James Franco Debuts Steinbeck and Staches in Venice

James Franco arrives to Venice.

James Franco arrives to Venice. Jamie Manelis

One of the most revered aspects of the Venice Film Festival is its cultivation and appreciation for cinema as an art form. In Hollywood’s rarefied universe where all of the Michael Bays and James Camerons dominate the frontlines of mainstream movies, this festival showcases all sizes of fish in their various ponds from Mel Gibson’s Hacksaw Ridge to obscure indie filmmakers in their foreign languages. It’s the pinnacle of creative expression, where all artists are celebrated for their individuality.

Director and artist of multiple mediums, James Franco, debuted his most anticipated feature film yet, In Dubious Battle. The movie stars himself alongside notable names Nat Wolff, Selena Gomez and Josh Hutcherson. Adapted from the eponymous John Steinbeck novel, it is the first and least known of Steinbeck’s unofficial “Dust Bowl Trilogy” including Of Mice and Men and Grapes of Wrath. “I feel like…as a filmmaker I can combine my film life with my academic life,” Franco says, justifying his choices in adapting poetry and literature into films. When asked why he chose Steinbeck in particular he gleefully replied, “Steinbeck grew up in California, he went to college at Stanford which is literally across the street from where I grew up. It’s basically about my home in an earlier time and I feel a particular connection to his work and his characters.” His personal appreciation shines through his director’s lens and into the audience’s mind.

In Dubious Battle is his best work yet. In this dramatic period piece, Franco successfully breeds life into Steinbeck’s portrait of migrant workers during the collapse of the middle class in the 1930s. Although it was not Franco’s intention, this film is especially important to watch given America’s current political climate. “As long as there are a minority of people with the majority of the wealth, there will always be stories like this.” Between the violence, oppression, and civil uproar of economic harshness, this film reinstates how history repeats itself and never on society’s flattering side.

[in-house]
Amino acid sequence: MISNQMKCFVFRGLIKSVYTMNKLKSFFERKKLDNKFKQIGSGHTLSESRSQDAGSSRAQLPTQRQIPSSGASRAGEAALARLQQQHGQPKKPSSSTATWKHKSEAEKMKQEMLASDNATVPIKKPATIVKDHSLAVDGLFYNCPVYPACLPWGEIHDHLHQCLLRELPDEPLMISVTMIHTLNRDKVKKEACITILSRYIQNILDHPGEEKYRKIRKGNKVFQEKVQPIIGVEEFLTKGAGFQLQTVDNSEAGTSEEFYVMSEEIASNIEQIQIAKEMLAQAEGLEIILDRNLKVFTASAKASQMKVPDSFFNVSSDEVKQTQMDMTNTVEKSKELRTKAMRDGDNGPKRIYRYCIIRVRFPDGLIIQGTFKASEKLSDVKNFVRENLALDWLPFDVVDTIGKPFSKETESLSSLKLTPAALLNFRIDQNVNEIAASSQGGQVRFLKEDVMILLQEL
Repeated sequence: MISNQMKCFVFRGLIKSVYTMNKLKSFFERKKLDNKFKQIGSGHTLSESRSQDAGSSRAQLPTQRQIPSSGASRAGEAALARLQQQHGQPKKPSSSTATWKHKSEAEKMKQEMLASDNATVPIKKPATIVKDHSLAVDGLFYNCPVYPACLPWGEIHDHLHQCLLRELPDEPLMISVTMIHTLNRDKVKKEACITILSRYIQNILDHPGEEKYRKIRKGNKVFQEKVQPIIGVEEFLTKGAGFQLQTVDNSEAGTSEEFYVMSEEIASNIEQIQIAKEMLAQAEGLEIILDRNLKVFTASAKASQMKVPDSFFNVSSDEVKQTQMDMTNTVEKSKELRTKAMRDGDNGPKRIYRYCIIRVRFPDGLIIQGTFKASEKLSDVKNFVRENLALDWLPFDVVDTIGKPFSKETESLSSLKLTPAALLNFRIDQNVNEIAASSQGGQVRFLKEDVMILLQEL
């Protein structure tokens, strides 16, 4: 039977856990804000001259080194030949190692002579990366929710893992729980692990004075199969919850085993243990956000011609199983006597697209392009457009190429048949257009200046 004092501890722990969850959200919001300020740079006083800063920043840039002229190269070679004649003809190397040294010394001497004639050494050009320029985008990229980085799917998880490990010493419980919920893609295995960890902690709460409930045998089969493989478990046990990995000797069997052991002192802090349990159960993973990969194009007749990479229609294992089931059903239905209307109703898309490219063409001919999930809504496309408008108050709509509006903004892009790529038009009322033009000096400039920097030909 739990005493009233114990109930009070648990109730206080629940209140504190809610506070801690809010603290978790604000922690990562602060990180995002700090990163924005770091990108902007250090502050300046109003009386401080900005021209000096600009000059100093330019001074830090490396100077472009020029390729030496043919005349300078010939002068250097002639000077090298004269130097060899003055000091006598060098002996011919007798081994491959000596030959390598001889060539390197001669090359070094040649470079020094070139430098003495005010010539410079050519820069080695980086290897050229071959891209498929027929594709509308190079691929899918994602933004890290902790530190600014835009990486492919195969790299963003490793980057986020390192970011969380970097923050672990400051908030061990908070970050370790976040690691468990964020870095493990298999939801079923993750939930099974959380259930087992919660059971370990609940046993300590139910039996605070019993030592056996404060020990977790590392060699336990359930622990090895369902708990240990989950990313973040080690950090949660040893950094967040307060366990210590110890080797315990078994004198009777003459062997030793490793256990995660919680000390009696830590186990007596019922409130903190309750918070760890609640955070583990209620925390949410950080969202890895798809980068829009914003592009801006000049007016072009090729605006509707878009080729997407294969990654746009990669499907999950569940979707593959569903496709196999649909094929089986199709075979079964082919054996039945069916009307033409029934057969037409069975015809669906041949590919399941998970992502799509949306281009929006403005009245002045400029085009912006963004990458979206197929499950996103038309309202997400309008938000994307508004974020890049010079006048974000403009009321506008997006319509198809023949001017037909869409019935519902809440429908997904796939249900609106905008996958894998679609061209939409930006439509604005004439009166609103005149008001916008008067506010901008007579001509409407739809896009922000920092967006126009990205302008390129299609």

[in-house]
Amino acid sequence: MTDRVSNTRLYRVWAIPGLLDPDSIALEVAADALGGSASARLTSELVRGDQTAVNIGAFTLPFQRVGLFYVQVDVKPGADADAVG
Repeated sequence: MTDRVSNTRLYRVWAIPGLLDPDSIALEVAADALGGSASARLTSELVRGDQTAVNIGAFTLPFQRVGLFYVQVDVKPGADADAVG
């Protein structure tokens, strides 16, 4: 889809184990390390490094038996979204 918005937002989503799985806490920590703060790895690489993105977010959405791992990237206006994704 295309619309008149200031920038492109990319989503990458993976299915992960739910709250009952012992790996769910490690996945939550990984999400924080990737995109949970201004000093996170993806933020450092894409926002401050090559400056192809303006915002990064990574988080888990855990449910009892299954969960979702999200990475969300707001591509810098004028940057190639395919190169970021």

Sporting a conservative suit and tie, the Pineapple Express star completed his look with a 70’s mustache. Franco may be one of cinema’s most misunderstood rebels. Constantly bending the invisible steel gate of obligations Hollywood enforces on A List stars, Franco somehow jailbreaks each time with charm and ease. The “actor turned director turned model turned singer turned anything else that involves attention and money” trope is usually met with cynicism from the public eye. Franco sprints past the media’s expectations, consistently derailing critics as he detours towards his own artistic path. “Artists are very sensitive, but that sensitivity can also crush you and make the criticism of your work very painful,” Franco vulnerably admits with a cheshire grin. At the end of the press conference, journalists ran for autographs and photo ops, flailing limbs and shouting like an adult mosh pit.

The film was well received at the Venice Film Festival’s premiere at Sala Giordano. An obviously overwhelmed Franco captivated the audience alongside Ashley Greene and Austin Stowell during the Q&A portion following the film’s debut. He hopes to recreate more of his favorite literary classics and continues his infinite sprint to his personal artistic nirvana.

James Franco Debuts Steinbeck and Staches in Venice